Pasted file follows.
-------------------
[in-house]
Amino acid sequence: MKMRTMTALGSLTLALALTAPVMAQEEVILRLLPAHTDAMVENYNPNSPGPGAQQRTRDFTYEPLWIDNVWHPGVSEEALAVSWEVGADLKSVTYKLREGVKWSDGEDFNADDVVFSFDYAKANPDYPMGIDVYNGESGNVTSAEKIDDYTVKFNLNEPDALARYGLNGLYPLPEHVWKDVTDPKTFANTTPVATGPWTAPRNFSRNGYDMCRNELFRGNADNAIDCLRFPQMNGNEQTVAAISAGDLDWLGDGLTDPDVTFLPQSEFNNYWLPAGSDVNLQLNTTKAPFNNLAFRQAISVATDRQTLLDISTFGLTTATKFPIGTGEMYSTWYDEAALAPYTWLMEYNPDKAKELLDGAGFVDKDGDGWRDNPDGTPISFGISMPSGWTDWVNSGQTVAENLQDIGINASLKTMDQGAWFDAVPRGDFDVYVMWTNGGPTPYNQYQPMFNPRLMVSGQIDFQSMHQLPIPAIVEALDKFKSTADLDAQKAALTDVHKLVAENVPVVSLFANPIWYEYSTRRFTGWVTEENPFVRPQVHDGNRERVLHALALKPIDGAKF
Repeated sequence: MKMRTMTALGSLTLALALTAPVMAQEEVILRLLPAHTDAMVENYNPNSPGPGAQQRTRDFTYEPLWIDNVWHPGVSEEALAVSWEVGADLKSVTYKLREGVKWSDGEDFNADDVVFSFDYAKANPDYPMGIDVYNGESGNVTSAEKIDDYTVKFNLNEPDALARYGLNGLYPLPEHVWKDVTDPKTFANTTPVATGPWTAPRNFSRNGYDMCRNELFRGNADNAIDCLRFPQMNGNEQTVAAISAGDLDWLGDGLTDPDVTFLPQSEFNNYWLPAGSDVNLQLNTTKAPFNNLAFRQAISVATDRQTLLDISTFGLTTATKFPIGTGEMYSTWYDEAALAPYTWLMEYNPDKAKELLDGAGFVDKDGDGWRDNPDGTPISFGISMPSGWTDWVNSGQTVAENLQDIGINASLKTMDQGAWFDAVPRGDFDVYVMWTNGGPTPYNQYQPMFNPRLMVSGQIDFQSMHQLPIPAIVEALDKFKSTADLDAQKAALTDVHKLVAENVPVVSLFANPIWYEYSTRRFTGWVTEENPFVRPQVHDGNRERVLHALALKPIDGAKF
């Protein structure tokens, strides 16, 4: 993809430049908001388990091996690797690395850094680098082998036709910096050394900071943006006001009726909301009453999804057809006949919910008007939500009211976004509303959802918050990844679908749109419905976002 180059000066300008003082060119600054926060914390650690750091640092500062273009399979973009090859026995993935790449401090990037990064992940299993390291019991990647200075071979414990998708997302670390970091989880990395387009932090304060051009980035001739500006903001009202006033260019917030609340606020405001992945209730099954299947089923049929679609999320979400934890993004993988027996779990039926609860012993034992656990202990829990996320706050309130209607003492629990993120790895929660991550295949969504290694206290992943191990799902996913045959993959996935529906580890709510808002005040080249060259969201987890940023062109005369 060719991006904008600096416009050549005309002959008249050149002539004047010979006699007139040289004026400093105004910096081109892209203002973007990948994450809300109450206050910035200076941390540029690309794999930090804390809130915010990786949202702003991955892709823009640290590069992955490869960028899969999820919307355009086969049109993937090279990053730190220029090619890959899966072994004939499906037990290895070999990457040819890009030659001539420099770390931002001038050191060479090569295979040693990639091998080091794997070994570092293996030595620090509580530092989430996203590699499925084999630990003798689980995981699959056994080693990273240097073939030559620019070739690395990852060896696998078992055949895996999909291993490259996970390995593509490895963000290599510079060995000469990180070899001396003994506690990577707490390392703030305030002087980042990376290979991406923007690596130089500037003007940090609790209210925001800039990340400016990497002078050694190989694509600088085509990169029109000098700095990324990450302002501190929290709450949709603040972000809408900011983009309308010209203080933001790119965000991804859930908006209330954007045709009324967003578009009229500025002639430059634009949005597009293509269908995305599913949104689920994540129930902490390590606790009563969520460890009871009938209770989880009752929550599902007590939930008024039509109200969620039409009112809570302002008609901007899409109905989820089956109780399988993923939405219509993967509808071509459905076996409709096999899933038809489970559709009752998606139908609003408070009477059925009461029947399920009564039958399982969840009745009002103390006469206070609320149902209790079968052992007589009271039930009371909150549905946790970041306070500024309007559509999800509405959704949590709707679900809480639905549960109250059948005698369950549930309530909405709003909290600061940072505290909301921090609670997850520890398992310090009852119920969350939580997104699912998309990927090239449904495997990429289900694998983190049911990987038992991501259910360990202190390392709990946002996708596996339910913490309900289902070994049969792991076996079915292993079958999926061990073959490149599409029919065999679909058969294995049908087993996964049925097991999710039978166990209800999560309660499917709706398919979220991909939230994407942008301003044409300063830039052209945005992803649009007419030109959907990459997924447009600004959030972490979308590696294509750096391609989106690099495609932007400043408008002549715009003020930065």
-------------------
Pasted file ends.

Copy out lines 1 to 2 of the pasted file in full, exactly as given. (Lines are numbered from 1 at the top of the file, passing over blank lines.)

[in-house]
Amino acid sequence: MKMRTMTALGSLTLALALTAPVMAQEEVILRLLPAHTDAMVENYNPNSPGPGAQQRTRDFTYEPLWIDNVWHPGVSEEALAVSWEVGADLKSVTYKLREGVKWSDGEDFNADDVVFSFDYAKANPDYPMGIDVYNGESGNVTSAEKIDDYTVKFNLNEPDALARYGLNGLYPLPEHVWKDVTDPKTFANTTPVATGPWTAPRNFSRNGYDMCRNELFRGNADNAIDCLRFPQMNGNEQTVAAISAGDLDWLGDGLTDPDVTFLPQSEFNNYWLPAGSDVNLQLNTTKAPFNNLAFRQAISVATDRQTLLDISTFGLTTATKFPIGTGEMYSTWYDEAALAPYTWLMEYNPDKAKELLDGAGFVDKDGDGWRDNPDGTPISFGISMPSGWTDWVNSGQTVAENLQDIGINASLKTMDQGAWFDAVPRGDFDVYVMWTNGGPTPYNQYQPMFNPRLMVSGQIDFQSMHQLPIPAIVEALDKFKSTADLDAQKAALTDVHKLVAENVPVVSLFANPIWYEYSTRRFTGWVTEENPFVRPQVHDGNRERVLHALALKPIDGAKF